Patients who undergo lung transplants suffer from rejection of the organ. Hence according to a study researchers have found that inhaled anti-rejection drug, cyclosporine significantly reduces rejection and results in better lung function. The study results were presented at the American Thoracic Society International Conference. The findings come from the same study that previously found that inhaled cyclosporine improved survival and extended periods of chronic rejection-free survival in lung transplant patients. Those results were published in The New England Journal of Medicine in January 2006. 'Many lung transplant patients develop chronic rejection of the new lungit is the Achilles heel of the transplant process,' said lead researcher Aldo Iacono, M.D., Medical Director of Lung Transplantation at the University of Maryland in Baltimore.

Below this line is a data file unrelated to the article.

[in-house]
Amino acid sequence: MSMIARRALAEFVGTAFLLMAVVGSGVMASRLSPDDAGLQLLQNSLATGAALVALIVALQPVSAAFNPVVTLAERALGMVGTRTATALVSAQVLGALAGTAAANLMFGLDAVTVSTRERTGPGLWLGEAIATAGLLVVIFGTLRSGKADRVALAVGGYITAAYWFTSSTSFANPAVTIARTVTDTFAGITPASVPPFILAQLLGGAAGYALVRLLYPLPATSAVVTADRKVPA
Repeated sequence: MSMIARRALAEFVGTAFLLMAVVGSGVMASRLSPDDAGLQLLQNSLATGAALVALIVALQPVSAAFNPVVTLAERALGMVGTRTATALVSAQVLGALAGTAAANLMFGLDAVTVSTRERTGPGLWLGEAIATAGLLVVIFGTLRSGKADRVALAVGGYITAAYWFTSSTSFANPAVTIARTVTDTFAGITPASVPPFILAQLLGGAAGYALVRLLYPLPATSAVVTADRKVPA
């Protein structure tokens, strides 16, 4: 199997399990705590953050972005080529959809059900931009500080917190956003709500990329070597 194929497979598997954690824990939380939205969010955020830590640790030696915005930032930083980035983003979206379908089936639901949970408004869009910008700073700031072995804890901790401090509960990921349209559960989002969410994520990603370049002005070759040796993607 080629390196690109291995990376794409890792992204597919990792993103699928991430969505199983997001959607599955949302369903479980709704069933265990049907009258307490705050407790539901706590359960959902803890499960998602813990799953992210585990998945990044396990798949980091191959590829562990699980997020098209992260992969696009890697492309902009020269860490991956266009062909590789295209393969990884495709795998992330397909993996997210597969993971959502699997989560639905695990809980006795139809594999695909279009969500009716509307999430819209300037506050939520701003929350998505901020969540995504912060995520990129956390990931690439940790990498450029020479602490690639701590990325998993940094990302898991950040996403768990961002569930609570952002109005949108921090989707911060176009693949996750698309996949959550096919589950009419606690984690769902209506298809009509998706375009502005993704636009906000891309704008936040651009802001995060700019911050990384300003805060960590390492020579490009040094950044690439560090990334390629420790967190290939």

'Typically, patients experience a progressive, inexorable decline in lung function, most likely because of this chronic rejection and infections. This finding that aerosolized cyclosporine preserves lung function bolsters our previous findings that the drug reduces chronic rejection of the lung.' The new study looked at 58 lung transplant patients, who were randomly assigned to inhale either 300 mg of aerosol cyclosporine or aerosol placebo three days a week for the first two years after their transplant. Both groups received oral anti-rejection medicines.
Almost half of recipients die within three years, and the long-term survival rate has not changed much in the last 20 years. Dr. Iacono said that the data on the drug's impact on survival and chronic rejection were presented to the U.S. Food and Drug Administration in June 2005, and that the FDA requested further studies. 'I am hoping that the lung transplant community can work together to organize a multi-center trial," he said. "If we find promising results from a new, bigger, trial, and the drug becomes readily available, it could make a big difference for lung transplant patients.'